Neural Network

The idea behind an ensemble method is to combine multiple different learning algorithms to obtain better performance than could be obtained from any of its constituents alone. Ensembling in our case, can be done in two ways: feeding the output as the input of another, or combining one model as a layer of another. This picture portrays what I mean:

BERT ensemble

In both cases, the outputted BERT embeddings combined with a bag of words are features to the model. The difference however, lies in the fact that the model on the right has BERT as one of its layers. Therefore, when the entire model is trained, it’s also trained taking into account the final classification task with the bag of words and hence, is end-to-end. On the other hand, the BERT model on the left isn’t trained with the final classification task taken into account and is therefore not end-to-end. With this in mind, it makes much more sense to go with an end-to-end ensemble model.

This is done by setting BERT as one of the neural network’s layers. Sticking to the same ecosystem, our neural net architecture looks like this:

  • 1 hidden layer with batch normalisation, dropout (p=0.5) and ReLU activation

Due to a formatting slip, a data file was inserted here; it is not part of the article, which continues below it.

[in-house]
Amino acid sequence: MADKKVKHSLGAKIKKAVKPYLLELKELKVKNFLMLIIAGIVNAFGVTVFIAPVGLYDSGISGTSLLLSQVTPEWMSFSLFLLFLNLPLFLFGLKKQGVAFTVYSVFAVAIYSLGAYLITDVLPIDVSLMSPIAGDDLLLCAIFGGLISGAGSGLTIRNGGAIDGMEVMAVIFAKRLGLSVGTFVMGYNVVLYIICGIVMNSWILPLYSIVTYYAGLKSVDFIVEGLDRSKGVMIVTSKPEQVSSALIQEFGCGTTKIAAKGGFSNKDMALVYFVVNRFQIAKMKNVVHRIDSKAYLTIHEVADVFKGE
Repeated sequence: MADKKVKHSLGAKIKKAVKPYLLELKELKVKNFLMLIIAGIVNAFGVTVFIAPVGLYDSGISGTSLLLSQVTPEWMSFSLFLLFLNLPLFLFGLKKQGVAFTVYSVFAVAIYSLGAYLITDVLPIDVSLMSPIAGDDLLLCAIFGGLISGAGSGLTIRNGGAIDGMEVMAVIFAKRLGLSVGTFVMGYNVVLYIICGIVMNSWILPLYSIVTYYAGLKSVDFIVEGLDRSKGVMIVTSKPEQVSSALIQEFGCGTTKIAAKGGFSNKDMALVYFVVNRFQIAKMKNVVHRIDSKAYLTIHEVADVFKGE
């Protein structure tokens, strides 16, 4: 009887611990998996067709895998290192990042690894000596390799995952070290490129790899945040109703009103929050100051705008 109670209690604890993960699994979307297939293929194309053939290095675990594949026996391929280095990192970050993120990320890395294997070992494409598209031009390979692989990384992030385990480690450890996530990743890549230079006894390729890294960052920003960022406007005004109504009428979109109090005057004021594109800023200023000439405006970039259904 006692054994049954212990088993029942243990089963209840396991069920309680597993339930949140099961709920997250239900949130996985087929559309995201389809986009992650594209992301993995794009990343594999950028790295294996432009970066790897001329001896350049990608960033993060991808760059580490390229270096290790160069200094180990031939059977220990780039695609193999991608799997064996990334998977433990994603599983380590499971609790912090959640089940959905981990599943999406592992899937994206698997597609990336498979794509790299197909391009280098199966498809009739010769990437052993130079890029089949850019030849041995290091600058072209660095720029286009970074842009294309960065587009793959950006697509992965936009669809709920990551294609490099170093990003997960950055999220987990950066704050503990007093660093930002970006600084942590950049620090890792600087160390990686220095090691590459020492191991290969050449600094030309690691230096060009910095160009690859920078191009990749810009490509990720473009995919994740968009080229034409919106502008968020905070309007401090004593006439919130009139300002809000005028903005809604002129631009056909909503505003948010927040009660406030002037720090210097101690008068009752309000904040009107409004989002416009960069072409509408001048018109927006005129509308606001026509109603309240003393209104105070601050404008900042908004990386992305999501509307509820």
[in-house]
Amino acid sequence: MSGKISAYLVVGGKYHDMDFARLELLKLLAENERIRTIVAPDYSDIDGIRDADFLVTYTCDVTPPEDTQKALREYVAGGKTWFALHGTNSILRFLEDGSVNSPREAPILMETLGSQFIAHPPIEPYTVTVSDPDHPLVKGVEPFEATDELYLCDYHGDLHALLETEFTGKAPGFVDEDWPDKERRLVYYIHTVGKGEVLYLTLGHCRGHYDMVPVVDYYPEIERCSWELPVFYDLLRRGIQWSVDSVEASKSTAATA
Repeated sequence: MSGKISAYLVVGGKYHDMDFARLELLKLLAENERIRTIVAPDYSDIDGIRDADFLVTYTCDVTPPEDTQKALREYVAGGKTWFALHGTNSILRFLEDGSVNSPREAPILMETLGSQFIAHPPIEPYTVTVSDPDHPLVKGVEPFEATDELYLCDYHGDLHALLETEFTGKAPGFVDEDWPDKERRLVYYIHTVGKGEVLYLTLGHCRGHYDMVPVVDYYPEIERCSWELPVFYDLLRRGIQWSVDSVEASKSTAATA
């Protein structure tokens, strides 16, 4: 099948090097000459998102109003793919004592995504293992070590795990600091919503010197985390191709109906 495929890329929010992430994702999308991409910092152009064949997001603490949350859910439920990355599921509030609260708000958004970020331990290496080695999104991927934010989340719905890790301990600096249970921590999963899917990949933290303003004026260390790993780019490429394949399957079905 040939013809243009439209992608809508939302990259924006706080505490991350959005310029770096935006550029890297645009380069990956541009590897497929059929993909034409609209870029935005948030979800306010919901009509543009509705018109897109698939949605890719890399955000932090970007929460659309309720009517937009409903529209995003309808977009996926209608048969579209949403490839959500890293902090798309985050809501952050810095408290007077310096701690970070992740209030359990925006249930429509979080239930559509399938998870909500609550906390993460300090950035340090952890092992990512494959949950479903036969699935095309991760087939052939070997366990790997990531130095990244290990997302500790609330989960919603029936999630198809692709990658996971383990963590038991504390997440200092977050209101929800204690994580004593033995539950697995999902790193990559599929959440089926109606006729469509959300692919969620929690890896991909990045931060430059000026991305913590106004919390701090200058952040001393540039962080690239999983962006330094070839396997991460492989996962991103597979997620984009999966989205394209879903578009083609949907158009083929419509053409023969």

• 1 output layer
class NeuralNet(nn.Module):
End to end neural net that combines with BERT model
def __init__(self, bert_model):
self.hidden1 = nn.Linear(815, 700)
self.output = nn.Linear(700, 50)
self.relu = nn.ReLU()
self.dropout = nn.Dropout(p=0.5)
self.batchnorm1 = nn.BatchNorm1d(700)
self.bert = bert_model
def forward(self, x):
x = self.hidden1(x)
x = self.batchnorm1(x)
x = self.dropout(x)
x = self.relu(x)
x = self.output(x)
return x

The dimensions of the input size is dependent on which BERT architecture you select. We’re going to use bert-base-cased, which outputs an embedding vector of size 768 for every token inputted. Because the max sequence length is 128, the model will output 128 vectors each of size 768. We’ll take the average of these vectors to return a single mean embedding vector. The dimensions of our bag of words on the other hand, will come out to 47. In order to combine the two vectors, we simply concatenate them to form a single vector of size 768+47 = 815.

Bag of Words